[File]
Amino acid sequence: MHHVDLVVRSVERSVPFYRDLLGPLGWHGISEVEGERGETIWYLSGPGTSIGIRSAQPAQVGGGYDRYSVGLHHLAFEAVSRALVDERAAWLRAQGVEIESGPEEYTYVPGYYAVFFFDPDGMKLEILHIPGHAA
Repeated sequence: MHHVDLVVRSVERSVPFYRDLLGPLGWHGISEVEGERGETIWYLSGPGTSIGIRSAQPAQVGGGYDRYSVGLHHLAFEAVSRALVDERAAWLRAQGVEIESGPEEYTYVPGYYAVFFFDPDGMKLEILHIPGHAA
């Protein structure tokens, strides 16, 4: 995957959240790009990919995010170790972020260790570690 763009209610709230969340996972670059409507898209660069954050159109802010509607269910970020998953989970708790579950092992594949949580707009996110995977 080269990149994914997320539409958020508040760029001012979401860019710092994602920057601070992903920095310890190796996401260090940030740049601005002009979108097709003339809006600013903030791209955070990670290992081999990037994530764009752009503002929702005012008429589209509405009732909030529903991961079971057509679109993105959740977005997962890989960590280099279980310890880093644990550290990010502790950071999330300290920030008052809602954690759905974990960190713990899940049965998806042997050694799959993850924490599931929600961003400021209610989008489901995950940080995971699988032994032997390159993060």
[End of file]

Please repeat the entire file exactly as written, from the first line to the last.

Amino acid sequence: MHHVDLVVRSVERSVPFYRDLLGPLGWHGISEVEGERGETIWYLSGPGTSIGIRSAQPAQVGGGYDRYSVGLHHLAFEAVSRALVDERAAWLRAQGVEIESGPEEYTYVPGYYAVFFFDPDGMKLEILHIPGHAA
Repeated sequence: MHHVDLVVRSVERSVPFYRDLLGPLGWHGISEVEGERGETIWYLSGPGTSIGIRSAQPAQVGGGYDRYSVGLHHLAFEAVSRALVDERAAWLRAQGVEIESGPEEYTYVPGYYAVFFFDPDGMKLEILHIPGHAA
């Protein structure tokens, strides 16, 4: 995957959240790009990919995010170790972020260790570690 763009209610709230969340996972670059409507898209660069954050159109802010509607269910970020998953989970708790579950092992594949949580707009996110995977 080269990149994914997320539409958020508040760029001012979401860019710092994602920057601070992903920095310890190796996401260090940030740049601005002009979108097709003339809006600013903030791209955070990670290992081999990037994530764009752009503002929702005012008429589209509405009732909030529903991961079971057509679109993105959740977005997962890989960590280099279980310890880093644990550290990010502790950071999330300290920030008052809602954690759905974990960190713990899940049965998806042997050694799959993850924490599931929600961003400021209610989008489901995950940080995971699988032994032997390159993060």